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    letters | Organized labor in massachusetts

    Much value in project labor agreements

    RE “THE 1 percenters in Mass.? The unions” by Charles Chieppo (Op-ed, Dec. 9): Researchers have rebutted the Beacon Hill Institute’s claim that project labor agreements raise costs. Indeed, these agreements have been shown to be an effective way to manage and maintain time schedules and budgets, particularly for large, complex construction projects that involve a multitude of contractors and workers with specialized skills. In effect, these agreements safeguard an owner’s investment of time and money.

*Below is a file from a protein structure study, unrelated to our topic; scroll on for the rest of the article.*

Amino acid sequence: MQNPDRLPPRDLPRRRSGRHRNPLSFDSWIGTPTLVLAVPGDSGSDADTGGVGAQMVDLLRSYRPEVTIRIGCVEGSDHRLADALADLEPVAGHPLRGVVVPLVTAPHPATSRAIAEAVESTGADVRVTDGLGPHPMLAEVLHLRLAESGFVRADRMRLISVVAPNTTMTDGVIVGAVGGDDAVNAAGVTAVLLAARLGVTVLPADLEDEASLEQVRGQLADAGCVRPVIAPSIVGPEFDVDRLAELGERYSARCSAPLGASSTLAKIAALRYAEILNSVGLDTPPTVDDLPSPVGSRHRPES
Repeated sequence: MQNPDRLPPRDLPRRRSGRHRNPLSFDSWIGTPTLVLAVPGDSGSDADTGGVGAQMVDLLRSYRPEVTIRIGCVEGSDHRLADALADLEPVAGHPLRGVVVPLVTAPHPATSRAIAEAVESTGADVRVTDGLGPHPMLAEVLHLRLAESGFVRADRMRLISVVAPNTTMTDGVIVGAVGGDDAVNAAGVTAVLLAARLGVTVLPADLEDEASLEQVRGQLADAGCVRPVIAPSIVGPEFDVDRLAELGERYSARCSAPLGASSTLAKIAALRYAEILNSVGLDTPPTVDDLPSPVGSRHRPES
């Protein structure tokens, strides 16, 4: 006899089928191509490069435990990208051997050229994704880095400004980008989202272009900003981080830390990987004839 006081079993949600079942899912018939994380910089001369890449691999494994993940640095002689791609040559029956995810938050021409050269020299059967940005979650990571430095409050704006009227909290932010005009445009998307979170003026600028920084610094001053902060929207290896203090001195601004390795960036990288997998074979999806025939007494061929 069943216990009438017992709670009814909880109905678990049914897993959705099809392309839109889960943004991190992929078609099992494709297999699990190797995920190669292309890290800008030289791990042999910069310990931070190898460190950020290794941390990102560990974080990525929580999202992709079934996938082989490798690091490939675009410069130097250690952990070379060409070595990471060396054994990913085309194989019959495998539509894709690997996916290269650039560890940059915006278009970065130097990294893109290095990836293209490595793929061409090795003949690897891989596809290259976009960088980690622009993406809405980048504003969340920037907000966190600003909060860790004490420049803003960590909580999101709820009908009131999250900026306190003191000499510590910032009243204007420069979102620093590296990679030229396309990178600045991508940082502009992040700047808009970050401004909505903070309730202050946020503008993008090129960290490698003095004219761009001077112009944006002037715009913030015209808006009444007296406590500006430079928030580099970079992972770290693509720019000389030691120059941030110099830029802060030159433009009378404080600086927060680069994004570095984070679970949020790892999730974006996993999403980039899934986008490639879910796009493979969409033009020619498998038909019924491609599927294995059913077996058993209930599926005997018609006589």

That’s why they have been used on billions of dollars worth of construction projects, both public and private, since World War I. Some of the most respected private and public entities in Massachusetts, including Bristol-Myers Squibb, Harvard, Massachusetts General Hospital, Fidelity, Baystate Medical Center, the College of the Holy Cross, Logan Airport, and the Massachusetts Water Resources Authority, to name a few, have implemented project labor agreements.

    Moreover, while Chieppo claims that a majority of Massachusetts construction workers are nonunion, a 2010 Cornell University study showed that unions represent more than 60 percent of the Massachusetts construction workforce. Unions also train the vast majority of construction apprentices.

    Mary Vogel

    Executive director

    The Construction Institute

    Boston